For our January 2015 Top Doctors issue, we spoke with University of Cincinnati Neurological Surgery Resident Benjamin Bixenmann about finding a better way to diagnose concussions:
“The diagnosis of concussion is mainly subjective. It’s based on questions and answers. Medical personnel ask the subject or the athlete, Are you having headaches? Are you feeling dizzy? Do you know where you’re at? You’re completely reliant upon [the person] giving you truthful answers. There is not currently and there has not been in the past an objective test. There’s a big fear in the athletic community: When is it OK to send athletes back on the field? It’s not only in athletics; it’s in daily life. When is my patient in the emergency room OK to go back to their job?
The goal of my project was to develop a way to diagnose concussion that’s objective, and to have something that you can follow. We took a device that’s been around for 20 years, the Optovue scanner, mainly used for the diagnosis of glaucoma, macular degeneration, and other ophthalmologic conditions. Given our knowledge of the anatomy of the brain and its connection to the back of the eye through the optic nerve, we thought if we had a sensitive enough tool, we might be able to detect changes occurring at the cellular level within the retina after someone’s had a concussion. When I look into the back of someone’s eye with an ophthalmoscope, I can see the retina, blood vessels, and optic nerve head, which is the connection to the brain, but I can’t see things that are changing because of high pressure.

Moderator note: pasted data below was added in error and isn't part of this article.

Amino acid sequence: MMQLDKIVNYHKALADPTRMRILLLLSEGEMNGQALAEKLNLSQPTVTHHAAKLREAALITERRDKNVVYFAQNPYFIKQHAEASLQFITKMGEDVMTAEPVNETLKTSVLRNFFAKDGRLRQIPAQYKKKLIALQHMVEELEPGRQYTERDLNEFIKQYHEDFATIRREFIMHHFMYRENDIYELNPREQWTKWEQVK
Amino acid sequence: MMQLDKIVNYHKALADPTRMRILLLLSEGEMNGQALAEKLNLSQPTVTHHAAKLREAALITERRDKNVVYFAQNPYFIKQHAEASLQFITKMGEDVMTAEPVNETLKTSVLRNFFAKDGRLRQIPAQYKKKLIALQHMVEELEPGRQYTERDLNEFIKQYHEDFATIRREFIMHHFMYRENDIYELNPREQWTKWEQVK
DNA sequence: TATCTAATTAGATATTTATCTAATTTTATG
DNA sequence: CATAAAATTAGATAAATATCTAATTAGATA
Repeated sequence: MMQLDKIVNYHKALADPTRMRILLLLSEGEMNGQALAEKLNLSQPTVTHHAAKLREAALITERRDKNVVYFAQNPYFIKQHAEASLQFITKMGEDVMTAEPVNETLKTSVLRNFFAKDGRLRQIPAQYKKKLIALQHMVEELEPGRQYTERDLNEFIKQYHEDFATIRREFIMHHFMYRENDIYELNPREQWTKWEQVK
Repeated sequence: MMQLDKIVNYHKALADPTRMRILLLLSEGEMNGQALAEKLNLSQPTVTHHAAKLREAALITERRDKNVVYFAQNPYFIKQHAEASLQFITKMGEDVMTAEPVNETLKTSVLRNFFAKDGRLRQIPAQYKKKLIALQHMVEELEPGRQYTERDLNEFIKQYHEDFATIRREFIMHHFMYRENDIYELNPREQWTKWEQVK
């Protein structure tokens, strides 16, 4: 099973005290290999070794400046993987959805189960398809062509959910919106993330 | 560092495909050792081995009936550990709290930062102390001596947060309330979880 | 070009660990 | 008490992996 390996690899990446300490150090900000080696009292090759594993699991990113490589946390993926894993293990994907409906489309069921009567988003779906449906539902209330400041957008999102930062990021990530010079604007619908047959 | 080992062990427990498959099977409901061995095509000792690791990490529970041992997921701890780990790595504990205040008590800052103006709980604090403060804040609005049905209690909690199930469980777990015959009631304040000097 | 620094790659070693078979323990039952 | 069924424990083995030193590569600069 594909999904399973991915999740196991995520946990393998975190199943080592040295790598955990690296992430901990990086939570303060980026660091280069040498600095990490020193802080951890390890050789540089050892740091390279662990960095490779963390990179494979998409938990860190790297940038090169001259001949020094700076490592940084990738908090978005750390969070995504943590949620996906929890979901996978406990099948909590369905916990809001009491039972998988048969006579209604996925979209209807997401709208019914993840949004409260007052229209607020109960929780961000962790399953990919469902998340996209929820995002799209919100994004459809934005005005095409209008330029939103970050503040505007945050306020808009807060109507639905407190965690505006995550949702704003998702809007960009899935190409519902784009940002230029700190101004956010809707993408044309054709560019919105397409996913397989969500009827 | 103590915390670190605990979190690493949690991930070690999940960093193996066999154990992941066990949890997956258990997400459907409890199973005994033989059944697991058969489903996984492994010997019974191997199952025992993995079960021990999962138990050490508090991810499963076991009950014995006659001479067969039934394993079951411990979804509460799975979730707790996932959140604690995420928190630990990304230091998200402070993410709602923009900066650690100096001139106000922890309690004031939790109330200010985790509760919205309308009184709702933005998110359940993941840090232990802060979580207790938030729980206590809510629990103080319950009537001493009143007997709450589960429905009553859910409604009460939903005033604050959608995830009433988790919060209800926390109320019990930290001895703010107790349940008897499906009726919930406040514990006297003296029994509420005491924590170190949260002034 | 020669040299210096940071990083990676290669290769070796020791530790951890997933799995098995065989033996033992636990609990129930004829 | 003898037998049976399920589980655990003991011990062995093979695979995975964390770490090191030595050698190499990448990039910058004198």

We took the entire UC football team and women’s soccer team and got baseline scans on about 150 athletes. The scan is fast; it takes about three minutes to do the imaging test. Fortunately for the football team, in 2013 there was only one real concussion. We took the Optovue, which takes very fine micrometer images, and saw that that athlete had some thickening of the cell layers of his retina, compatible with swelling of the brain. We got an image six days after his concussion and he had swelling of the layers. We repeated his images about five weeks after his injury, after all of his symptoms had gone away, and everything had returned to normal. There are other [ophthalmologic conditions] that could be causing changes in the back of the eye, but those other pathologies don’t fit with something that causes swelling and then returns to normal.
The grant from the Mayfield Education & Research Foundation was used to bring the device back to campus. We tried to get every athlete to have baseline testing done. There was also a grant to expand it into high schools this year. We’re the only center using this device in concussion [testing]. If we have promising data in 100 concussion athletes or patients, it would be a game changer for the management of concussion.”
Photograph by Aaron M. Conway
Originally published in the January 2015 issue